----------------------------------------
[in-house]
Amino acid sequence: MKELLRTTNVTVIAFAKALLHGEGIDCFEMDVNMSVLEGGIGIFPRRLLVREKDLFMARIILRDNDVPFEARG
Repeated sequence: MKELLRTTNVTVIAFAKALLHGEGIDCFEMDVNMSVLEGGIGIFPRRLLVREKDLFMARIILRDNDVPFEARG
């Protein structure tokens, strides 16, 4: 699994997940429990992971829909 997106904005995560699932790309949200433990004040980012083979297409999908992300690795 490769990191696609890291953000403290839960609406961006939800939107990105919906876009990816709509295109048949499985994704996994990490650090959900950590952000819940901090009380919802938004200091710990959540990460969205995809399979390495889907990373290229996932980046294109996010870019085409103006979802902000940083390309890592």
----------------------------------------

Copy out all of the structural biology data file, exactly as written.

[in-house]
Amino acid sequence: MKELLRTTNVTVIAFAKALLHGEGIDCFEMDVNMSVLEGGIGIFPRRLLVREKDLFMARIILRDNDVPFEARG
Repeated sequence: MKELLRTTNVTVIAFAKALLHGEGIDCFEMDVNMSVLEGGIGIFPRRLLVREKDLFMARIILRDNDVPFEARG
């Protein structure tokens, strides 16, 4: 699994997940429990992971829909 997106904005995560699932790309949200433990004040980012083979297409999908992300690795 490769990191696609890291953000403290839960609406961006939800939107990105919906876009990816709509295109048949499985994704996994990490650090959900950590952000819940901090009380919802938004200091710990959540990460969205995809399979390495889907990373290229996932980046294109996010870019085409103006979802902000940083390309890592």